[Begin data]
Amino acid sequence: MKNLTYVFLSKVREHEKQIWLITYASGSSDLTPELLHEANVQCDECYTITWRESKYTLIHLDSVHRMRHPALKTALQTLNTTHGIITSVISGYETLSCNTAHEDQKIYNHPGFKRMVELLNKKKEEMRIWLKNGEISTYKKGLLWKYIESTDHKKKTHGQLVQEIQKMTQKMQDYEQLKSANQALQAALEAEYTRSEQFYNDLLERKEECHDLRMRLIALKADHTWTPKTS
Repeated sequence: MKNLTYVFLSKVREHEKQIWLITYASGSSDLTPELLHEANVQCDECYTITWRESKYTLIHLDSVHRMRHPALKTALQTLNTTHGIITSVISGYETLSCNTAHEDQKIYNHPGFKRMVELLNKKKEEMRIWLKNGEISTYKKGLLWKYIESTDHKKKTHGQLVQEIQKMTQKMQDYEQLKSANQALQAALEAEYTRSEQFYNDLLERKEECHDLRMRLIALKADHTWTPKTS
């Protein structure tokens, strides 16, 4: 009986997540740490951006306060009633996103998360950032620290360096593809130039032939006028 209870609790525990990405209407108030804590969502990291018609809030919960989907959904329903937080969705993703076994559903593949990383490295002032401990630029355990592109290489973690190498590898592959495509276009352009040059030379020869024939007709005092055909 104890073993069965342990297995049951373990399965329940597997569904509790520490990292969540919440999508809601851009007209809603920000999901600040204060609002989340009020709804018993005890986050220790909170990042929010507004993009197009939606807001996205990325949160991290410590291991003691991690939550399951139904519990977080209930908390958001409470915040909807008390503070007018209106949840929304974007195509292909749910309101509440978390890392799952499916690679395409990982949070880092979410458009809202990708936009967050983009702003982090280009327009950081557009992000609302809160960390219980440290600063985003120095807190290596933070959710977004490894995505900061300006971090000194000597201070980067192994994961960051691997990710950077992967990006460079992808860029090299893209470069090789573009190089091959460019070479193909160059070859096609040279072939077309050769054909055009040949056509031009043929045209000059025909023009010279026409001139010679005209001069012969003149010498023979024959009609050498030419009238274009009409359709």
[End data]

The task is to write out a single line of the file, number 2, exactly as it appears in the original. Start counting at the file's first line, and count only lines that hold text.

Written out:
Repeated sequence: MKNLTYVFLSKVREHEKQIWLITYASGSSDLTPELLHEANVQCDECYTITWRESKYTLIHLDSVHRMRHPALKTALQTLNTTHGIITSVISGYETLSCNTAHEDQKIYNHPGFKRMVELLNKKKEEMRIWLKNGEISTYKKGLLWKYIESTDHKKKTHGQLVQEIQKMTQKMQDYEQLKSANQALQAALEAEYTRSEQFYNDLLERKEECHDLRMRLIALKADHTWTPKTS